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Cleaning Brick Fireplaces
If the fireplace is to be used for family entertainment
such as popcorn popping, or marshmallow toasting, etc., it would be wise to have brick or
stone fireplace front surface sealed so as to resist absorption of grease or oils, and
Formulas For Cleaning Fireplace Surfaces: (Wear
rubber gloves to protect hands.) 1. Mix one ounce of soap and one ounce of table salt with
enough water to make a cream. Rub mixture into brick surface with cloth; allow to dry at
least ten minutes and remove with stiff brush; or
2. Make a thick mixture of soap or detergent,
pumice, a little ammonia and hot water. Paint the mixture on the surface and let dry. Rub
off with a wet scrub brush. You are using alkali and a mild abrasive to remove the greasy
3. Shave a bar of naptha soap into a container
and add 3 quarts of water. Bring mixture to a full boil until the soap melts. Cool. Add 1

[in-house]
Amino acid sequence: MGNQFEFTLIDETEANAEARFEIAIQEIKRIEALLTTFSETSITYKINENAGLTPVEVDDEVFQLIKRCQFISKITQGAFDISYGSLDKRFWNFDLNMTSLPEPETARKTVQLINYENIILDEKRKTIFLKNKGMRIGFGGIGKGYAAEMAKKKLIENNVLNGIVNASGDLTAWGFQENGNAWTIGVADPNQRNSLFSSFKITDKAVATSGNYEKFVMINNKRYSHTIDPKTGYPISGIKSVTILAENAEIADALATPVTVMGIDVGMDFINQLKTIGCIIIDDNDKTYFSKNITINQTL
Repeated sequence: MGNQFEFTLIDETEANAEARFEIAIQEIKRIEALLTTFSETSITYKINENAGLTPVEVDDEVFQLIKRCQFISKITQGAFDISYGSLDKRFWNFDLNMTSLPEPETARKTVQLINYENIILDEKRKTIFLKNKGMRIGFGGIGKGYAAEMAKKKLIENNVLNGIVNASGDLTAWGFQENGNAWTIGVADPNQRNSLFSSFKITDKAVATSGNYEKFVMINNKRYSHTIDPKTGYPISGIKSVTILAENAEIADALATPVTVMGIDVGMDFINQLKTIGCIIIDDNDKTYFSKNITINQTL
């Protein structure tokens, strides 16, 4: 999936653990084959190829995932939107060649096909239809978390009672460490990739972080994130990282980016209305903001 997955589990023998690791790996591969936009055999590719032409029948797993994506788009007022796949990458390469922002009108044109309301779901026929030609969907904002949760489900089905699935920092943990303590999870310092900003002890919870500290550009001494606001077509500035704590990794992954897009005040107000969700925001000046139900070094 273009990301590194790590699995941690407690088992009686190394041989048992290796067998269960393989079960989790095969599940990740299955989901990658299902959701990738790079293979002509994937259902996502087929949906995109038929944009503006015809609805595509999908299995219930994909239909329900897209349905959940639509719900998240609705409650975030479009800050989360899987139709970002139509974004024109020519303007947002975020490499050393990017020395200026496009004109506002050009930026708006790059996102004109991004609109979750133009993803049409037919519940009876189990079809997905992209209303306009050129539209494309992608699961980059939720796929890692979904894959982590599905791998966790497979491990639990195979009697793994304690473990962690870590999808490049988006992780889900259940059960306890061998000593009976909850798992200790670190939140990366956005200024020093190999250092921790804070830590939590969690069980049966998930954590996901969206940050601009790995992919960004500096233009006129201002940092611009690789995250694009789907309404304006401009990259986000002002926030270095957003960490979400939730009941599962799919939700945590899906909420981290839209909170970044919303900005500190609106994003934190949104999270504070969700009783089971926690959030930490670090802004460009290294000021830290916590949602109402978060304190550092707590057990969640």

cup ammonia and one pound of pumice. Mix thoroughly. Brush in onto all sooty surfaces and
let stand one hour or more. Rub off with a stiff- bristle brush. Rinse "gook"
away with warm water, then finish off with a medium to strong detergent and rinse again
with warm water; or
4. Dissolve 8 tablespoons (1/2 cup) Trisodium
Phosphate or spic&span (TSP) in 1 gallon of hot water. With stiff scrub brush, scrub
brick surface. Rinse with plenty of warm water. Repeat if soot or greasy stain is not
removed. More TSP may be added if necessary, up to 1 cup per gallon. This is a very strong
solution; avoid getting on skin, carpet, or fabrics.
Note: Some weathered old brick (50 years or
older) may be soft and damaged by vigorous cleaning. Test a corner, and if this is so,
just dust or sweep it.
This information is for educational purposes and
is reprinted from the MSU Extension. This information is public property upon publication
and has been printed with credit to MSU Extension.